When Avery* decided to call 1-800-RUNAWAY, she had already been homeless and surviving on the streets for ten months. She was sitting on the sidewalk, downtown in a big city, selling drawings out of her sketchbook and asking passerbys for change when a social worker doing street outreach asked her about her situation. She didn’t want to talk and told him she was 19, even though she was only 17. He gave her a pamphlet. “If you ever do need some help, here are some numbers you can call.” Avery took the pamphlet but told the social worker, “I don’t need help, thanks.”
Later that week, after another exhausting day, Avery decided maybe she did need someone to talk to. She was a long way from home, after all, and had long ago learned not to trust people she met on the street.
When the phone rang, crisis liner volunteer Mandy* answered. “National Runaway Safeline, how can I help you?”
“Umm, I don’t really know how this works…what am I supposed to do?”
“Well, that depends on your situation,” said Mandy. “What were you hoping we could help with today?”
“I guess I just need someone to talk to,” said Avery. She told Mandy how she had been homeless for nearly a year. After Avery’s mom found out her daughter was a lesbian and in a relationship with a girl from school, Avery’s mom kicked her out of the house.
“My mom totally freaked out. She said I can’t stay with them [her family] ever again, not to call, and that she was going to pretend I was dead.”
Avery stayed with friends for a while and continued to go to school, but she soon ran out of places to stay and decided to hit the road. She dropped out of school and had been surviving on the street since then.
“I’m so sorry to hear that, you don’t deserve to be kicked out, you deserve to have your sexual orientation respected. What your mom did was not okay.”
“I mean, don’t feel sorry for me, I don’t want your pity,” Avery responded shortly.
“Of course not. It sounds like you are incredibly resourceful, you’ve been surviving for so long without anywhere stable to stay or any support. What you are going through is incredibly difficult, and it would be a challenge for anyone. It sounds like you are surviving the best you know how. You are a really strong person. We are here to listen and support you in any way that we can.”
Avery told the liner how she had hitchhiked and hopped on trains from one side of the country to the other. She stayed in a tent in one city, slept on a stranger’s couch in another state. For money, she panhandled or busked (playing music for money). She went dumpster diving for most of her meals. She tried staying at a youth shelter once, but she was harassed by another resident and felt unsafe. The shelter called her mother, who said that Avery didn’t have permission to stay there. Avery ran away from the shelter and tried to avoid social service organizations after that.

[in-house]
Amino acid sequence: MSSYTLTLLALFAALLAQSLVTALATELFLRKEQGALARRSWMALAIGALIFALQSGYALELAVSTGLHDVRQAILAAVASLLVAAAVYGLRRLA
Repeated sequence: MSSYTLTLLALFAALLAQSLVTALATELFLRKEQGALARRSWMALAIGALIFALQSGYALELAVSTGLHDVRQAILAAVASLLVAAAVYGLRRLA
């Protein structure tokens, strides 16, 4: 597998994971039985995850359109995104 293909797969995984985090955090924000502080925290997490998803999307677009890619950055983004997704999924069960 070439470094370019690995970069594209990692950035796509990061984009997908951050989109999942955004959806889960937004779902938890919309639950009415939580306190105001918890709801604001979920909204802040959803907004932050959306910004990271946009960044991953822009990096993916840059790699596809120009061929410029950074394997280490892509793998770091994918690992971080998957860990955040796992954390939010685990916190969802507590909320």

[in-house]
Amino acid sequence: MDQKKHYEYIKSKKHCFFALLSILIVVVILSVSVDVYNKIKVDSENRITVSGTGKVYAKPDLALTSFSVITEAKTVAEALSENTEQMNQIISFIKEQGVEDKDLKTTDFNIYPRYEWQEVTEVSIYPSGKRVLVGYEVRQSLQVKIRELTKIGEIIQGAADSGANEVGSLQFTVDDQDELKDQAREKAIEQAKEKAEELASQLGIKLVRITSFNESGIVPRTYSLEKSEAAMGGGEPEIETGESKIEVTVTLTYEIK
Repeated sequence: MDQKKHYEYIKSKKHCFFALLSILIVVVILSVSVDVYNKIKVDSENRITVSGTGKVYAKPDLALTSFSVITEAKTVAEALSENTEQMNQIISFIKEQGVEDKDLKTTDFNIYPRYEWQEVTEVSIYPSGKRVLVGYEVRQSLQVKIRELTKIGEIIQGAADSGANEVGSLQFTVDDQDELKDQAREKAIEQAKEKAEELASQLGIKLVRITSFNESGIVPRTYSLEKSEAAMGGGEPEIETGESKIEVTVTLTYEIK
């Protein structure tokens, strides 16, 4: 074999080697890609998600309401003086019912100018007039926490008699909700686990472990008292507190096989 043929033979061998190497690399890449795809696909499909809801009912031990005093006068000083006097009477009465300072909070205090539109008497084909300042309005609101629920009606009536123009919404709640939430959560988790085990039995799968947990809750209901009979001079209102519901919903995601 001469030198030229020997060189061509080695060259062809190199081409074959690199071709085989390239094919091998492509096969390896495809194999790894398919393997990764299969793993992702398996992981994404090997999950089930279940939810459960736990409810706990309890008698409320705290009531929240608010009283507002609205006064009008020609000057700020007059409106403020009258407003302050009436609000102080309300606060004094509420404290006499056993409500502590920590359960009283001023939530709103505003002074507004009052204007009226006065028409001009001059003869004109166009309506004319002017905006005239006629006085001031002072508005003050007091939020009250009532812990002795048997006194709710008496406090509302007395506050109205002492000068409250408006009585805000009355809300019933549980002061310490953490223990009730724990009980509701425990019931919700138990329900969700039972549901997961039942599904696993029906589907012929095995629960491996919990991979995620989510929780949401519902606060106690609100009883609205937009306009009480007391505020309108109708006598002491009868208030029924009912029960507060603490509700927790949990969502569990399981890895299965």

“We aren’t here to tell anyone what to do,” said Mandy. “It is understandable that you are unsure about going to a shelter. There may be some resources we can find for you that may be able to help in other ways, like a drop-in center that might be able to help with showers, laundry, and food. There are some programs that don’t call your parents. However, all the overnight shelters will, since you are a minor.”
“If there was somewhere that wouldn’t call my mom, I would consider going if they had stuff I could use. But I feel safer sleeping on the beach than going back to a shelter” said Avery.
“We can respect that. We want to make sure that we are supporting you in the way that you want to be supported. We aren’t here to force you to do anything, and you can call us any time you need to talk, for resources or just for support over the phone. You are the only person who can make those decisions for yourself,” Mandy reassured her.
Avery agreed to let Mandy call some resources in the area to see what they could offer without having to call Avery’s mom. Mandy was able to locate a drop-in center for LGBT homeless youth. With Avery waiting on the other line, Mandy called the drop-in center and confirmed that teens can come during drop in hours to access laundry, showers, food, and other resources with no questions asked.
“This should help a little bit at least. If you ever do need anything, you can call us any time 24/7 and we are here to listen and help however we can.”
“Thanks,” said Avery. “It was good to get some of this off my chest. Thanks for listening, and I will check out that program.”
“You sound like a very strong, tough, and resourceful person,” said Mandy. “You don’t deserve to be in this situation. I’m so glad that you called today. Please let us know if there is ever anything else we can do for you.”
Thousands of LGBT teens like Avery become homeless every year due to a lack of family acceptance. Not every youth who calls 1-800-RUNAWAY is looking to reunite with family or to connect with social services. NRS listens non-judgmentally and provides options without pressuring youth or telling them what to do. If you aren’t sure what your next step is, you can call 1-800-RUNAWAY or chat with us on www.1800RUNAWAY.org. We will work with you to develop a plan that you are comfortable with, or just listen when you need to talk.
*names changed to protect confidentiality.